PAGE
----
(Note: I don't have a background in political science.)
Imagine playing a "vote-getting" game. It's a two-player game, and you get votes by stating your positions on various policy matters.
You and your opponent play a round, and let's say you lose with only 20% of the vote.
Your goal is to win. You're not wedded to any particular policies; everything is negotiable. Because if you don't win then none of your policies can be implemented.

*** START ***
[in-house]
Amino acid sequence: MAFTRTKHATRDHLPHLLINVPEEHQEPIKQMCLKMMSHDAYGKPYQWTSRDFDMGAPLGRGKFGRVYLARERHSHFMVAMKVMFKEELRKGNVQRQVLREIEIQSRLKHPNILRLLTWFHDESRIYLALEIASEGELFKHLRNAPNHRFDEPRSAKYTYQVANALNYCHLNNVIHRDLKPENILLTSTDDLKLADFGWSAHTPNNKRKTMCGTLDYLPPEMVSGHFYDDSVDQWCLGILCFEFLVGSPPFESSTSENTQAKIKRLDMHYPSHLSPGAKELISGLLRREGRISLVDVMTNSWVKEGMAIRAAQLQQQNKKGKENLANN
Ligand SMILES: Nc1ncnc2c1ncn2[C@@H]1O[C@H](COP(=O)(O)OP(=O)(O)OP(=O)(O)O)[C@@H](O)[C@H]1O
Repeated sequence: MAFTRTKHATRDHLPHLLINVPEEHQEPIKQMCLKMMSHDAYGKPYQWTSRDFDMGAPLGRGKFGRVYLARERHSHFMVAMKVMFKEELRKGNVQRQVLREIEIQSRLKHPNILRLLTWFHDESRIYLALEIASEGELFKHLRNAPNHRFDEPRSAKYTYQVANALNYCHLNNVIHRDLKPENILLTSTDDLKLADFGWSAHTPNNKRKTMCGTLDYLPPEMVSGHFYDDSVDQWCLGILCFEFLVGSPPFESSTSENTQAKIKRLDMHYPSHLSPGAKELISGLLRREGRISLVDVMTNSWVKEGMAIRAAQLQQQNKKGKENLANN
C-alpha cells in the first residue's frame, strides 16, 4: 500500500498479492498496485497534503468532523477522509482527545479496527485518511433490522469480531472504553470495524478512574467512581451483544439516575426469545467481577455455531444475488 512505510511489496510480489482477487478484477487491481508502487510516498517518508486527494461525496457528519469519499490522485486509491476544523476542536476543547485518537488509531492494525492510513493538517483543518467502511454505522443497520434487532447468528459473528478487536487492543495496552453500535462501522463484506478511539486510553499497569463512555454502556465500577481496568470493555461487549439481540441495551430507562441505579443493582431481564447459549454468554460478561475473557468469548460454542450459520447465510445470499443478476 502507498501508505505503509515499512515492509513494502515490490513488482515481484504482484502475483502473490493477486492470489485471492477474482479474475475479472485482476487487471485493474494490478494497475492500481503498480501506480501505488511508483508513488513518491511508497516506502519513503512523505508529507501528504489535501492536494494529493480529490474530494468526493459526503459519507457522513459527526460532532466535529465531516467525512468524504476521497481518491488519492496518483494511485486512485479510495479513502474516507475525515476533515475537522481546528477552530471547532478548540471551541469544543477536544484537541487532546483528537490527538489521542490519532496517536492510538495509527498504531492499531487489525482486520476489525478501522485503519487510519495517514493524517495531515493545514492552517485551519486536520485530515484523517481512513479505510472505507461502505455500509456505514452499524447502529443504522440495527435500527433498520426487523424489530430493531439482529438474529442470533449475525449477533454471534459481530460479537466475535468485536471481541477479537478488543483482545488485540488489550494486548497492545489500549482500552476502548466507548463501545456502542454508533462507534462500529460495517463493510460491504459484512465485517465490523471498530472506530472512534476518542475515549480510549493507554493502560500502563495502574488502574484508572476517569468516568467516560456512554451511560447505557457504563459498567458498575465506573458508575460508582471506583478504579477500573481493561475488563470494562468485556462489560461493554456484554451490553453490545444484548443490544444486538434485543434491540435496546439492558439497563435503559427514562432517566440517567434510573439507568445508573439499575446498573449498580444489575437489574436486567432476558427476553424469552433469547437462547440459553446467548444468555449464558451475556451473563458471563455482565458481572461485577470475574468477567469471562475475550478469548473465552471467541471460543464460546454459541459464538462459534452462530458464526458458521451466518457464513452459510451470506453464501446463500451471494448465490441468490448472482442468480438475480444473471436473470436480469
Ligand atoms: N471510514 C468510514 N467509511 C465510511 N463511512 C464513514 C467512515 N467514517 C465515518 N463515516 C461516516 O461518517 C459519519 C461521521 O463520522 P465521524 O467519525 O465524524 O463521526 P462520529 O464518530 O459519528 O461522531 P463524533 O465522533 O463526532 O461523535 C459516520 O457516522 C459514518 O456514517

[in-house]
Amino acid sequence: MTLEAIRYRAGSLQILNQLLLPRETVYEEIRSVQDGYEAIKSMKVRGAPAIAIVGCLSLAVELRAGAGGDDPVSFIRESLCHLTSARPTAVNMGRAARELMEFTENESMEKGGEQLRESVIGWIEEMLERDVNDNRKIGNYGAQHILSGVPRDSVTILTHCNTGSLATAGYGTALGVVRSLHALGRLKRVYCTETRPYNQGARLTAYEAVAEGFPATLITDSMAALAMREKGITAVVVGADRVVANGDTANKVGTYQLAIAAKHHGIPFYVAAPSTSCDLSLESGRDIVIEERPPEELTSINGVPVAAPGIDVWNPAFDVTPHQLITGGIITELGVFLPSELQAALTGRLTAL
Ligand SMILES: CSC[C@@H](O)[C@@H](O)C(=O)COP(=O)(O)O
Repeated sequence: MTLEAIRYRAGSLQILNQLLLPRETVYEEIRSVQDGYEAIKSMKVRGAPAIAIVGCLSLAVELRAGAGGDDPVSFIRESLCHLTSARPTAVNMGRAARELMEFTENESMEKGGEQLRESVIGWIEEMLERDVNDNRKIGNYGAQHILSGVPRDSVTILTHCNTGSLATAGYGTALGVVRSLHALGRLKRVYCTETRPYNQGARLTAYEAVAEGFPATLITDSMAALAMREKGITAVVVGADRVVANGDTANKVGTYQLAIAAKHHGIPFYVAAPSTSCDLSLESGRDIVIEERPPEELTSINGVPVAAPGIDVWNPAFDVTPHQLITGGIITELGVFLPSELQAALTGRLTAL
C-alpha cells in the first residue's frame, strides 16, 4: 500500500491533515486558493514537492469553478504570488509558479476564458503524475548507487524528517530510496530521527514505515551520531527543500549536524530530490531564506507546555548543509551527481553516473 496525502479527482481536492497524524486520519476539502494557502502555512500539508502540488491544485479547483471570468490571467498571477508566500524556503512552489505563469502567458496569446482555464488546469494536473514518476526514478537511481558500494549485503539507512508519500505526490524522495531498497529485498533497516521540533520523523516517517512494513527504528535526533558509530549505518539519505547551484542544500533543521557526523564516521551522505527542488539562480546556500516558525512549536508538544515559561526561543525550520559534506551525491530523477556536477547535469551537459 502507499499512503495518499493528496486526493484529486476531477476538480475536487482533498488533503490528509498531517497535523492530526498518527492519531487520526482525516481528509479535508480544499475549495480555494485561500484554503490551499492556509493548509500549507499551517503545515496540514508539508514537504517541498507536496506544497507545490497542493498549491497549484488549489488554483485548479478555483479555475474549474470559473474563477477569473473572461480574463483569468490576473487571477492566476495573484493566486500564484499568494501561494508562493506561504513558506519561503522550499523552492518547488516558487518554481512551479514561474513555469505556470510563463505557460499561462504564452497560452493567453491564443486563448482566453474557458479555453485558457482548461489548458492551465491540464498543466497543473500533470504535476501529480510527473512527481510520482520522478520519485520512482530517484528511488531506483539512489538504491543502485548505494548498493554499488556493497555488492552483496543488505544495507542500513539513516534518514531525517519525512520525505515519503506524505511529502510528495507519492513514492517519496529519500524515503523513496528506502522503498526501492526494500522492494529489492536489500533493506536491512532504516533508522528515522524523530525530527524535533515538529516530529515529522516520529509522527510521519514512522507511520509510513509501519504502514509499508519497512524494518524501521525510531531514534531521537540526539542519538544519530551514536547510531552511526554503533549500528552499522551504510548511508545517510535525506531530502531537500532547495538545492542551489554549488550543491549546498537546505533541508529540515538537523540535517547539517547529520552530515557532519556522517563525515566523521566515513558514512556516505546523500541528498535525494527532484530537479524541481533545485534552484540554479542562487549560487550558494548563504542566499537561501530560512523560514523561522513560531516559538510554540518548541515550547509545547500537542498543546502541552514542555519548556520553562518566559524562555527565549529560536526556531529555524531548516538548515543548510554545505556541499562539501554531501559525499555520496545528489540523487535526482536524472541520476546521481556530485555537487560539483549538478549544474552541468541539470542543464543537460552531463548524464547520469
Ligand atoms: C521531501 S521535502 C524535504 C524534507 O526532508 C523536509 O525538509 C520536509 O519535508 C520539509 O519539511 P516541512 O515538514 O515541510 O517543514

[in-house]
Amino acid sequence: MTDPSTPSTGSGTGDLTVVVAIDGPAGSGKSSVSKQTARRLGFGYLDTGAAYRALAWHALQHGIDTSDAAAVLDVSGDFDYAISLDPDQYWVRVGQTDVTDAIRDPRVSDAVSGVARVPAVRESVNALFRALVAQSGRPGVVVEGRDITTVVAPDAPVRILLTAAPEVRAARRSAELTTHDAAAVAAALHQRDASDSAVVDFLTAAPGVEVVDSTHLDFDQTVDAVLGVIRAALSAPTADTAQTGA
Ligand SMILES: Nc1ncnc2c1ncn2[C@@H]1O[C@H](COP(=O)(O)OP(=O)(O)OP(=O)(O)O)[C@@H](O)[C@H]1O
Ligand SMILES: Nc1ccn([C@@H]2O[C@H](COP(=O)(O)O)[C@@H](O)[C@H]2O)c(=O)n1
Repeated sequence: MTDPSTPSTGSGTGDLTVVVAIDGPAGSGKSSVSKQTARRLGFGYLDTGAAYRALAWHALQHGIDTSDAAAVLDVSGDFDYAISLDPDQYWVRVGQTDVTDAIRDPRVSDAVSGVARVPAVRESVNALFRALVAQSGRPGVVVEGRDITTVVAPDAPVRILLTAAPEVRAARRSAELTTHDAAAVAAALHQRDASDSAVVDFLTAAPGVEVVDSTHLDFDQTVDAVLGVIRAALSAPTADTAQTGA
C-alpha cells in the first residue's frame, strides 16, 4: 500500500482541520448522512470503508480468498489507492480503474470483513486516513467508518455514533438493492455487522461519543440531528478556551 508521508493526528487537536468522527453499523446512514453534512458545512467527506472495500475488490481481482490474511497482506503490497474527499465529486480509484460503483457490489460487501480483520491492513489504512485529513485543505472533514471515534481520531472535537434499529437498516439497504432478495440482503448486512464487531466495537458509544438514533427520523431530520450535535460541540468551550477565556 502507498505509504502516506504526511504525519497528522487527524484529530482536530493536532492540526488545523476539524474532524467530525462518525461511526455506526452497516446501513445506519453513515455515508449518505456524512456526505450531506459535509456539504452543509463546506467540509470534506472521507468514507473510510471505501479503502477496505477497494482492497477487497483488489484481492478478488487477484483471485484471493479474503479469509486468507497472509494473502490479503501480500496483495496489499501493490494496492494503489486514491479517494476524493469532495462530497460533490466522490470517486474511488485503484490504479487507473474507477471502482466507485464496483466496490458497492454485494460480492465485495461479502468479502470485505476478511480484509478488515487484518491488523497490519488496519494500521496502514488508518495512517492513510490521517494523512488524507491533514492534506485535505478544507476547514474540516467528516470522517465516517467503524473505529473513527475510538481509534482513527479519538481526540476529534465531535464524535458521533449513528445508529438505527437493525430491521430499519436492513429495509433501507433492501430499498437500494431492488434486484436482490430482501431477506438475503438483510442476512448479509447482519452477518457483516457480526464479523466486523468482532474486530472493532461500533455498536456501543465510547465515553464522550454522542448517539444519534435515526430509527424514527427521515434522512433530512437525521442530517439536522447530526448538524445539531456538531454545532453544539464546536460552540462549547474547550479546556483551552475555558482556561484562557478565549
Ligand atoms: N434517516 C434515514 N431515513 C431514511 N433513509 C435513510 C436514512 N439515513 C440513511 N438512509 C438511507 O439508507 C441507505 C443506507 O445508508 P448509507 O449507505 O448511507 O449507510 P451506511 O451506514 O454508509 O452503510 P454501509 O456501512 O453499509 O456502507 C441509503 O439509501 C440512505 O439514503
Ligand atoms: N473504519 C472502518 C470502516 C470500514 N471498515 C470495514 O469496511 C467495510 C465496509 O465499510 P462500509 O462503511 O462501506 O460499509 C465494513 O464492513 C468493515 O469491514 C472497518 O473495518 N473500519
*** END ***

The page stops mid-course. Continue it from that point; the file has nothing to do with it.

So you start tweaking. Make adjustments with the goal of moving that 20% up to 50%. It's tricky, because these adjustments aren't monotone functions, and the levers you pull don't all move independently. But move them you can, and the results can be observed.
Now imagine you and your opponent do this repeatedly. Each of you is trying to get to 50%, each of you feels free to adjust your policies to move the vote.
Eventually you will both hover around 50%.
In real life, political parties do have policy positions which are sacrosanct, but many can be adjusted. The media disseminates their messaging and debates it in the public forum, and polling organisations continuously check how voters feel. In the United States this information feedback loop is very well developed.